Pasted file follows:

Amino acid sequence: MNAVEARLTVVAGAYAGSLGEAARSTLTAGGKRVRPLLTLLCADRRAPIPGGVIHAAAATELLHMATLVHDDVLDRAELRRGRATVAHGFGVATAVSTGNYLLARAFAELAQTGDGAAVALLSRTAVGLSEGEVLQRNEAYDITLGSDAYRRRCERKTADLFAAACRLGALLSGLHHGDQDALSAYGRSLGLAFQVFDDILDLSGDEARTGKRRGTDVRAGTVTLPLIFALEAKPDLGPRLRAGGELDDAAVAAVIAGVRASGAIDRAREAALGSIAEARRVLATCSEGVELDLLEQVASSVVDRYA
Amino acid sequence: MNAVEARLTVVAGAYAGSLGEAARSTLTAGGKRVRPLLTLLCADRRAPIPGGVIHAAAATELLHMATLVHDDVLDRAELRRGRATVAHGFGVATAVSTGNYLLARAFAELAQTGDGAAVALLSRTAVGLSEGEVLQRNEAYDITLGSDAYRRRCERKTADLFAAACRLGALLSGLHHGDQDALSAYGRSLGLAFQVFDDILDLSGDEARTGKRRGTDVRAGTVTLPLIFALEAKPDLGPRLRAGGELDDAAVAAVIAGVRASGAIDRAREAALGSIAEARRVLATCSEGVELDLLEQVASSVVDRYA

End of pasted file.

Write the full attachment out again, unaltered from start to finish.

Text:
Amino acid sequence: MNAVEARLTVVAGAYAGSLGEAARSTLTAGGKRVRPLLTLLCADRRAPIPGGVIHAAAATELLHMATLVHDDVLDRAELRRGRATVAHGFGVATAVSTGNYLLARAFAELAQTGDGAAVALLSRTAVGLSEGEVLQRNEAYDITLGSDAYRRRCERKTADLFAAACRLGALLSGLHHGDQDALSAYGRSLGLAFQVFDDILDLSGDEARTGKRRGTDVRAGTVTLPLIFALEAKPDLGPRLRAGGELDDAAVAAVIAGVRASGAIDRAREAALGSIAEARRVLATCSEGVELDLLEQVASSVVDRYA
Amino acid sequence: MNAVEARLTVVAGAYAGSLGEAARSTLTAGGKRVRPLLTLLCADRRAPIPGGVIHAAAATELLHMATLVHDDVLDRAELRRGRATVAHGFGVATAVSTGNYLLARAFAELAQTGDGAAVALLSRTAVGLSEGEVLQRNEAYDITLGSDAYRRRCERKTADLFAAACRLGALLSGLHHGDQDALSAYGRSLGLAFQVFDDILDLSGDEARTGKRRGTDVRAGTVTLPLIFALEAKPDLGPRLRAGGELDDAAVAAVIAGVRASGAIDRAREAALGSIAEARRVLATCSEGVELDLLEQVASSVVDRYA